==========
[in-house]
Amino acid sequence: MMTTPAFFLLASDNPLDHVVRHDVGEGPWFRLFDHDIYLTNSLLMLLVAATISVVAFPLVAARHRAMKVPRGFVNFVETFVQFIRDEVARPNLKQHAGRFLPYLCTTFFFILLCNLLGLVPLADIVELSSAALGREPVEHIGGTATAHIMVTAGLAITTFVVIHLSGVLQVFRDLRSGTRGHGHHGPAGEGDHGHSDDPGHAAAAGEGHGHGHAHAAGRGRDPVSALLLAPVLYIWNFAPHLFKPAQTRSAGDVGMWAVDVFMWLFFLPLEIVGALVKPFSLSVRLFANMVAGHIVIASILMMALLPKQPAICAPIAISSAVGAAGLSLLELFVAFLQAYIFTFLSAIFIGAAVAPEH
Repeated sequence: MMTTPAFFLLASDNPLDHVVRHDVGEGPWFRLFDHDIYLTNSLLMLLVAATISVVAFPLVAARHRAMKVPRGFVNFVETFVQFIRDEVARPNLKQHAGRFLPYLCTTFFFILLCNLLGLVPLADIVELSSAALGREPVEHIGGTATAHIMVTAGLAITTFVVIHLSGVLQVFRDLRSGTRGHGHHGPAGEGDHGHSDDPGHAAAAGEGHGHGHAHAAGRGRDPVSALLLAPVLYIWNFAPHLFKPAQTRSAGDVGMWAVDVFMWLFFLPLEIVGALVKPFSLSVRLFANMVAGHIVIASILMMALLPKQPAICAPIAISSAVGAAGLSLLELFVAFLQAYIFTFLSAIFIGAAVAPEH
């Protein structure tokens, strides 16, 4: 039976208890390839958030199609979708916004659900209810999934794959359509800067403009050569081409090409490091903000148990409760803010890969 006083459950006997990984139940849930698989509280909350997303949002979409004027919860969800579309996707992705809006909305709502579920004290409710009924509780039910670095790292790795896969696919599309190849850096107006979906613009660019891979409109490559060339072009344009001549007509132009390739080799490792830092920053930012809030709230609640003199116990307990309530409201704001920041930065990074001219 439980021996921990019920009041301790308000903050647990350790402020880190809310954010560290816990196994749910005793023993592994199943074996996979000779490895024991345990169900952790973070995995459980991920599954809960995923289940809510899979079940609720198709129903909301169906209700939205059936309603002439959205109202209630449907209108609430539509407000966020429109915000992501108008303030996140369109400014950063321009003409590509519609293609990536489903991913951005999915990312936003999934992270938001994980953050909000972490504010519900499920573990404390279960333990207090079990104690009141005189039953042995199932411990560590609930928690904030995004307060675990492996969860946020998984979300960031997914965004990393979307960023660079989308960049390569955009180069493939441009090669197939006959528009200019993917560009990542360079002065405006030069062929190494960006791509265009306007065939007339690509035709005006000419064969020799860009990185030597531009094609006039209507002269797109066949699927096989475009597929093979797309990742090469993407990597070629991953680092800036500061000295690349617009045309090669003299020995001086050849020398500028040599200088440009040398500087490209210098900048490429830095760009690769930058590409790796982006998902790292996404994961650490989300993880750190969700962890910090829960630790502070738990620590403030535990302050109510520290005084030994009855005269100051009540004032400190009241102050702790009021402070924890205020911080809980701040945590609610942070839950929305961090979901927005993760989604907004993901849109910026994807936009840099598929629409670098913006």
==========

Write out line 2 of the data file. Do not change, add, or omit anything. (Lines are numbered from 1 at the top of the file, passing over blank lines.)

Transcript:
Amino acid sequence: MMTTPAFFLLASDNPLDHVVRHDVGEGPWFRLFDHDIYLTNSLLMLLVAATISVVAFPLVAARHRAMKVPRGFVNFVETFVQFIRDEVARPNLKQHAGRFLPYLCTTFFFILLCNLLGLVPLADIVELSSAALGREPVEHIGGTATAHIMVTAGLAITTFVVIHLSGVLQVFRDLRSGTRGHGHHGPAGEGDHGHSDDPGHAAAAGEGHGHGHAHAAGRGRDPVSALLLAPVLYIWNFAPHLFKPAQTRSAGDVGMWAVDVFMWLFFLPLEIVGALVKPFSLSVRLFANMVAGHIVIASILMMALLPKQPAICAPIAISSAVGAAGLSLLELFVAFLQAYIFTFLSAIFIGAAVAPEH